I got a response back from Dr. Leaf, which he gave permission for me to print. He followed up this response with another, expressing his displeasure that I posted my own letter before he had a chance to respond, thus opening himself up to criticism from all of you and further confusing the issues without having a chance to respond. He's got a point, actually. (Honestly, I didn't really expect a reply; I figured my email had enough of a "random kook" vibe to go straight to the delete folder.) My sincere apologies, Dr. Leaf.
I have to say, in all honesty, that I'm not sure that I agree with him that his quote was taken entirely out of context. In reading his response, however, it strikes me that the wording in USA Today ("If we could get children to talk without using technology, that would be our preference.") is a pretty indelicate distillation of what he says here, and I do agree that it doesn't represent his position very clearly.
Most of all, I appreciate that he took the time to respond, and I'm happy to pass that response on to you.
And yes, I do expect the rest of you to address me as Dr. Rob from now on. I mean it. I didn't not go to medical school so you could call me Mister.
Dear Dr. Rummel-Hudson,
I appreciate the opportunity to respond to your concerns. All too often people are not given a chance to respond and even sometimes create controversy perhaps when there is none.
Unfortunately, my quote was taken out of context. As I told the reporter, I believe augmentative devices are very useful. It is the reason why I often recommend schools and parents utilize any devise that will give their children the opportunity to communicate their desires and equally important connect socially with their parents, brothers and sisters and friends.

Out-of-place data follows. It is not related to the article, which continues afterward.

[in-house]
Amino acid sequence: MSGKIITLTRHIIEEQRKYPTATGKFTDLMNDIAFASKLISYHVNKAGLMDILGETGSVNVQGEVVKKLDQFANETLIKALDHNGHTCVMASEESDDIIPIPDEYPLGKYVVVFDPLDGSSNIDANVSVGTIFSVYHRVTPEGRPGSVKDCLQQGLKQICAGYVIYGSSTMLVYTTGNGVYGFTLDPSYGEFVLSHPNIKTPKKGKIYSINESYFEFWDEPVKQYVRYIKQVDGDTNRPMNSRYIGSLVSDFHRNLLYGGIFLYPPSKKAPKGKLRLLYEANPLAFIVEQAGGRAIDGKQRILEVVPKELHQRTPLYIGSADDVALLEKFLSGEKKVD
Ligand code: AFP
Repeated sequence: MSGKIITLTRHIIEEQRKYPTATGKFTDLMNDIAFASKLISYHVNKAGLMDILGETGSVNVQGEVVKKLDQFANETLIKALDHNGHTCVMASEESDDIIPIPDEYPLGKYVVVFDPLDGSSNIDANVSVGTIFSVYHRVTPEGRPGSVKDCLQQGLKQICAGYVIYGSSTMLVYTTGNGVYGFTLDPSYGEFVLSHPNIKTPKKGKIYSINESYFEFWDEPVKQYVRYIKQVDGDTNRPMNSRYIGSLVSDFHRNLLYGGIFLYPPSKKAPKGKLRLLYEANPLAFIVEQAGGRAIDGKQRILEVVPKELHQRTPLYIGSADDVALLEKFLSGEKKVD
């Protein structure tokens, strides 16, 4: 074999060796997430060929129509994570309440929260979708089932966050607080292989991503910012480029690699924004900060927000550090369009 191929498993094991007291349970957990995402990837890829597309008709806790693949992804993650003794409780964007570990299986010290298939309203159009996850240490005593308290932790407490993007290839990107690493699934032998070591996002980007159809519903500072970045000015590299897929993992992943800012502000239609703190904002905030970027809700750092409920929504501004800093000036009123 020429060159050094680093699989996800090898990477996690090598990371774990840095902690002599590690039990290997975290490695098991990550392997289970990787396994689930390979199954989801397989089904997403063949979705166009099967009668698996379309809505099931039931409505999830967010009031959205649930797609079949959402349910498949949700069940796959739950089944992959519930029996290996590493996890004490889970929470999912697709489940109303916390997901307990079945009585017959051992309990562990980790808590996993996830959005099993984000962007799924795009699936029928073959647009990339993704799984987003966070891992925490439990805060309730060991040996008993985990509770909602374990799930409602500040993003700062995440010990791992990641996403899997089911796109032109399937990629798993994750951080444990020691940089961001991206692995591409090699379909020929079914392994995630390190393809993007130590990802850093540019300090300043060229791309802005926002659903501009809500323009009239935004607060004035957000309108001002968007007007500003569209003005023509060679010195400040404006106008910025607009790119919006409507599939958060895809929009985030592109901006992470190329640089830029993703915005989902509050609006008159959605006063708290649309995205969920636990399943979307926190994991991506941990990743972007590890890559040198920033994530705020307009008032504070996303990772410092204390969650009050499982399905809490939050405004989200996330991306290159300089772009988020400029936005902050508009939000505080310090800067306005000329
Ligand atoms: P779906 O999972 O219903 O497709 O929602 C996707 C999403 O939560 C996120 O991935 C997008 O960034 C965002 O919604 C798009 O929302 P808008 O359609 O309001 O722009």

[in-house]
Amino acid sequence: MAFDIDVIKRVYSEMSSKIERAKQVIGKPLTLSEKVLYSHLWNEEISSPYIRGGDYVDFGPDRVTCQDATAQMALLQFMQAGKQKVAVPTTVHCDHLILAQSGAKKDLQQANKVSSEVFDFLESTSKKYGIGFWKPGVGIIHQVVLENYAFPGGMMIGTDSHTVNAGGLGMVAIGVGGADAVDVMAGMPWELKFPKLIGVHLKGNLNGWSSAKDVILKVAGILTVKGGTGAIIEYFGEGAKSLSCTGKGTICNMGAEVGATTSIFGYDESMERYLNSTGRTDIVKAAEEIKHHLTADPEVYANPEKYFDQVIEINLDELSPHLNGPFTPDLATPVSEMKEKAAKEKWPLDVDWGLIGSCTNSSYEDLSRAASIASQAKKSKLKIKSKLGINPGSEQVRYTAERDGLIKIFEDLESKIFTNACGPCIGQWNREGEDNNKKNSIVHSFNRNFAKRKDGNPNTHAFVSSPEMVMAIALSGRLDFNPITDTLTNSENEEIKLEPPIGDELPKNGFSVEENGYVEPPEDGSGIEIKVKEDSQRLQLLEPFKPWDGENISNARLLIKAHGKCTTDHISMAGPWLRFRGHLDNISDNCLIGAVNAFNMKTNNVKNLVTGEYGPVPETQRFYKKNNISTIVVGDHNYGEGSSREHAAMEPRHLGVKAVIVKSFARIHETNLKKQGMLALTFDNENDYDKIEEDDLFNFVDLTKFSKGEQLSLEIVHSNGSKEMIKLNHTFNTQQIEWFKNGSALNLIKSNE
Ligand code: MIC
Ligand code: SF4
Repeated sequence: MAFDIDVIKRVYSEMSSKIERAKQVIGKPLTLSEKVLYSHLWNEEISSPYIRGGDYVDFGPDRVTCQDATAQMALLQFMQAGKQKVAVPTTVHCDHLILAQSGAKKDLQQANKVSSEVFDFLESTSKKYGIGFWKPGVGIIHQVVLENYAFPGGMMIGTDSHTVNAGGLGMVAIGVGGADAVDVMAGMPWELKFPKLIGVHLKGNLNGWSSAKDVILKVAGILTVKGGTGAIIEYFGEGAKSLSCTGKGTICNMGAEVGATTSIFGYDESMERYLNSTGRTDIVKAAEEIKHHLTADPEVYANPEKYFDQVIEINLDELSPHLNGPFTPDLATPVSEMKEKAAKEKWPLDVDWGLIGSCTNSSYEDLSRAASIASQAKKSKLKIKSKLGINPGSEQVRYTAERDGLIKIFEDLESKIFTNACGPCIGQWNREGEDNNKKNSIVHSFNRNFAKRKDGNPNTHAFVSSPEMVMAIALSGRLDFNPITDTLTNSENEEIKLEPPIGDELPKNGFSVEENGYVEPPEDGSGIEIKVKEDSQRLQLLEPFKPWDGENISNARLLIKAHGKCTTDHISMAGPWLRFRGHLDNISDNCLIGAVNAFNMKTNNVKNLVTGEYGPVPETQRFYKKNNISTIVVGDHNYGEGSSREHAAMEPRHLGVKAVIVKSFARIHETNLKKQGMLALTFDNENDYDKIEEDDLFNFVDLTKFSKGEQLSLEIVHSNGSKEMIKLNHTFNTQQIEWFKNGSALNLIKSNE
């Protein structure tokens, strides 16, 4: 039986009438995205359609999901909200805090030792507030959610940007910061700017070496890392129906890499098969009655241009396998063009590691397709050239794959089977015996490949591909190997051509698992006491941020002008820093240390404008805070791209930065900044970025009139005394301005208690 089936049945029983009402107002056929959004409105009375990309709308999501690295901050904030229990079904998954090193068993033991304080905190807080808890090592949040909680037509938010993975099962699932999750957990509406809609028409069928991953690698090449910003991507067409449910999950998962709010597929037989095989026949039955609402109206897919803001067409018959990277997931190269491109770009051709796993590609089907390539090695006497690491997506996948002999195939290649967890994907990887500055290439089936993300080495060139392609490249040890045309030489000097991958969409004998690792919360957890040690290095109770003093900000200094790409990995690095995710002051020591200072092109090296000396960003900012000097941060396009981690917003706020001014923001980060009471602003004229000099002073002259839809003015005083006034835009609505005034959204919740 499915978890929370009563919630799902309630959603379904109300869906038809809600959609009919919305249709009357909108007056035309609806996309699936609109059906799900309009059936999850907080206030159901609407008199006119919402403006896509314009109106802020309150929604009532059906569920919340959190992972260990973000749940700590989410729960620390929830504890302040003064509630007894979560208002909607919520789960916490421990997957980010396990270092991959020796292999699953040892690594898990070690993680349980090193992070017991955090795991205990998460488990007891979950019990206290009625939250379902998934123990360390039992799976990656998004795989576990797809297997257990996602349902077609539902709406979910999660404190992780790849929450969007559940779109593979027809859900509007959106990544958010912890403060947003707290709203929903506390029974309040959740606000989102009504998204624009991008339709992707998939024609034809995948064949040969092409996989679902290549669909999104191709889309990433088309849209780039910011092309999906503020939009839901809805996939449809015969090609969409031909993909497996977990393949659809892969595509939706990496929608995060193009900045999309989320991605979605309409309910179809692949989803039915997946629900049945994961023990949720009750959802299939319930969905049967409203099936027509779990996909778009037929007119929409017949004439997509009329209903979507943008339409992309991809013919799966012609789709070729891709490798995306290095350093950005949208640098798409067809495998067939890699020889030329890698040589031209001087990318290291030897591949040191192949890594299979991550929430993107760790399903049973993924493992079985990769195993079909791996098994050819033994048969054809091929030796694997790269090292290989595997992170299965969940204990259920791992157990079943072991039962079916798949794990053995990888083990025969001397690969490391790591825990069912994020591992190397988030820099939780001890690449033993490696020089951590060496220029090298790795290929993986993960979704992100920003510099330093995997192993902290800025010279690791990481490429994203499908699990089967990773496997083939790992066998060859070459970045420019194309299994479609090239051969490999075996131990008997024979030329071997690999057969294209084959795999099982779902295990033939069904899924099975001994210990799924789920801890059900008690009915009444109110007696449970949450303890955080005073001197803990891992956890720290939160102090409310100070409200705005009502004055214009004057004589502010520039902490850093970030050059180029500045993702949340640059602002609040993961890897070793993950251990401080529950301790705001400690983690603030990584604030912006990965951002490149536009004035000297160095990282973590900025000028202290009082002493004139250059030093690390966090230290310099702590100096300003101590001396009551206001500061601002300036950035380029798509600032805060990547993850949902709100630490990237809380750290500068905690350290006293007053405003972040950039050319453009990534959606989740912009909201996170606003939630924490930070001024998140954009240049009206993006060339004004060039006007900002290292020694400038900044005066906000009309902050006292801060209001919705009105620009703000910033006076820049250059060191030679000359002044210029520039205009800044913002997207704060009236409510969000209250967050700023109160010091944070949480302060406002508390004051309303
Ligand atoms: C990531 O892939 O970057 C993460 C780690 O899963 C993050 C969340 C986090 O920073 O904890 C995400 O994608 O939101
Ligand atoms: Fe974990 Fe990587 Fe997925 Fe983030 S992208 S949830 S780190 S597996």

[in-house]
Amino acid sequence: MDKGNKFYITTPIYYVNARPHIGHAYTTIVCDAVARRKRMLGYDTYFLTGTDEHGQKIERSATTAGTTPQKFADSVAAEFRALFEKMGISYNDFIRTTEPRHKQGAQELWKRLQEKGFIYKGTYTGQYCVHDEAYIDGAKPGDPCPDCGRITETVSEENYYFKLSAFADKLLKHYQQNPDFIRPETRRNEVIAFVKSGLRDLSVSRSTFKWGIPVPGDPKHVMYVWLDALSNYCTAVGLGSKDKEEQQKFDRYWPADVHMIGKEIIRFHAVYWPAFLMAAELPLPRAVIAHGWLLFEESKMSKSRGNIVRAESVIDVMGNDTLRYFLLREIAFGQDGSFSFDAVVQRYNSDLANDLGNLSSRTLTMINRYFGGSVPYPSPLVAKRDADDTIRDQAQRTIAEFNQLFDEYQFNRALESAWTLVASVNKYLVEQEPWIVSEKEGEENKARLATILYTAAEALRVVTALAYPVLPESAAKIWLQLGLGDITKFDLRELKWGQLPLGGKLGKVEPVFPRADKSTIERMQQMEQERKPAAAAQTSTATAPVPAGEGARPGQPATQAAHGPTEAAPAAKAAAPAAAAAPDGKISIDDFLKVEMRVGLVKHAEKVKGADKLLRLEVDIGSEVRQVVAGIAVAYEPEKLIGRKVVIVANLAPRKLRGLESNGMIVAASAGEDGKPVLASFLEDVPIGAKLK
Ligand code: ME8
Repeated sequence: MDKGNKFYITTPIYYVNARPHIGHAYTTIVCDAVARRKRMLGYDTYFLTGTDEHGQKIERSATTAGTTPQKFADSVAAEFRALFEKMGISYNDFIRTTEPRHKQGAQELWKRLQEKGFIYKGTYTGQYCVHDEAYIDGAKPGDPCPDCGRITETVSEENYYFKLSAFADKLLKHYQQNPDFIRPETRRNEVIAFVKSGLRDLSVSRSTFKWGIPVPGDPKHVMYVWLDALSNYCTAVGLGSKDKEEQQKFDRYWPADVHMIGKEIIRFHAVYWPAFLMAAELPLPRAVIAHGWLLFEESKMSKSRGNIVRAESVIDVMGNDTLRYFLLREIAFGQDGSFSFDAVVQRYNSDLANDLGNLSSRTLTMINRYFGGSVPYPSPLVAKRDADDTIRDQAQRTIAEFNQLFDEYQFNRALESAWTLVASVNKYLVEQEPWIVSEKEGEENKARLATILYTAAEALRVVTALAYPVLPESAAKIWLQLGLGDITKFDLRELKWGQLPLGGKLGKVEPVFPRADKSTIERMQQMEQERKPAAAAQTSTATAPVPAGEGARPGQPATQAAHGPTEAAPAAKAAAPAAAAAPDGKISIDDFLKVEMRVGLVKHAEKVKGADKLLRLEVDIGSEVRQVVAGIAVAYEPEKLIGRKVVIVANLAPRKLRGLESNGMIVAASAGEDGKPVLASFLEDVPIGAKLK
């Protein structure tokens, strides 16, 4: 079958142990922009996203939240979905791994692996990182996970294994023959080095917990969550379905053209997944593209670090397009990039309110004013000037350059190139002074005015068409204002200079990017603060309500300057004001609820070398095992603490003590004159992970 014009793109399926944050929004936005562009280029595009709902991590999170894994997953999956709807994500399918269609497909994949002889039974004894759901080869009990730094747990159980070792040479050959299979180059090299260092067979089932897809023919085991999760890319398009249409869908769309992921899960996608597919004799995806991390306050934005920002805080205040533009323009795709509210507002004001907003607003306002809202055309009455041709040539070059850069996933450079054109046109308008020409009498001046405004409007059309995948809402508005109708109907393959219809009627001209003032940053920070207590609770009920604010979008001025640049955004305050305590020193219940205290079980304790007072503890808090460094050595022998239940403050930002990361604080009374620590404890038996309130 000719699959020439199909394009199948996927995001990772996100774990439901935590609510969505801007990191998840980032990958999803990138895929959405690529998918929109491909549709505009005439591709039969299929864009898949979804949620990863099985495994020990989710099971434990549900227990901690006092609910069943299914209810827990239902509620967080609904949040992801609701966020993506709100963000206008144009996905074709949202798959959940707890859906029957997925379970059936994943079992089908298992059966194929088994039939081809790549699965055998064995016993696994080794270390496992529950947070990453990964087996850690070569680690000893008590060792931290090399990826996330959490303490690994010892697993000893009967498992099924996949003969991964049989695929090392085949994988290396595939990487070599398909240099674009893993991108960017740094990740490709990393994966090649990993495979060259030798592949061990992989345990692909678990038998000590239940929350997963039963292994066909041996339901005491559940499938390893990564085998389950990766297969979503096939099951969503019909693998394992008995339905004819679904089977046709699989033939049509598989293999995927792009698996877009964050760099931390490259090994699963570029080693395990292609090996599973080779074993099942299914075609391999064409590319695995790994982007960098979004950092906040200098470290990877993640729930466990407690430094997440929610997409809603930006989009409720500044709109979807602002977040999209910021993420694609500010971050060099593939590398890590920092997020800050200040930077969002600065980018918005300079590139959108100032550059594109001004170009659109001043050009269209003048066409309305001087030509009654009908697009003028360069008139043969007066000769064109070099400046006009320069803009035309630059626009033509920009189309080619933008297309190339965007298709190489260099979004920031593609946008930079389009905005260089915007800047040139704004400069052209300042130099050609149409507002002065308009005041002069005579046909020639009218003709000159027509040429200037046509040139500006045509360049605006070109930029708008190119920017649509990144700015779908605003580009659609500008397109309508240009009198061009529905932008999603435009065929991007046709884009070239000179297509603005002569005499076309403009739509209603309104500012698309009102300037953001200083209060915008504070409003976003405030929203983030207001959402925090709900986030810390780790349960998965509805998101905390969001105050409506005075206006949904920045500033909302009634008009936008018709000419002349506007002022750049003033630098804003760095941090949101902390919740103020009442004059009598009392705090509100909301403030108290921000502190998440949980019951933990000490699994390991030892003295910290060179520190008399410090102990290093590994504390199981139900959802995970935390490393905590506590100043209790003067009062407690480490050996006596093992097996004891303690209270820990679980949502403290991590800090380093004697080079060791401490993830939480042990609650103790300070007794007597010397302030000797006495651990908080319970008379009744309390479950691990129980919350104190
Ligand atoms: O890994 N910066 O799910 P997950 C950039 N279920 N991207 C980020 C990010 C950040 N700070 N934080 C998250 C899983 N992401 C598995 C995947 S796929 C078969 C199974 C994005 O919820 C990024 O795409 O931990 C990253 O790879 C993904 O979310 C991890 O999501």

However, it would be parents’ and professionals’ dream for their children to be able to communicate without augmentative devices, just as we would prefer for children to be able to be successful in school without needing an aide. Or we would prefer that a child would not need medication to control their behavior. But when this is not possible or if it is a lengthy process then anything that will help our children is a godsend!
I am concerned that in the world of Autism the expectations are woefully low and too often people settle for a prosthesis when a child could actually learn the skill. In our clinic we find among preschool age children about half of them already have functional speech even before treatment and this is consistent with what the research literature shows. The research also shows that of those remaining 50% who are nonverbal, the vast majority of them can develop meaningful speech with intensive early intervention and will not require AAC devices (or PECS, or sign language, etc.) either as a means or alternative to vocal speech. This has been our clinical experience as well. I encounter so many families who have been told to simply accept their child’s handicap and are discouraged from seeking treatment that could make an enormous difference in children’s lives. It’s amazing to see how excited people become over a new device and fail to recognize that the it might not be necessary.
We think children deserve to have the highest level of independence possible. If that turns out to be best achieved through use of state-of-the-art AAC, I am thrilled. But if a child could be talking and is not given the opportunity to access state-of-the-art education and treatment, I am greatly saddened.
Nothing I have said should detract from the joy of parents and accomplishments of children who really do need alternate modes of communication.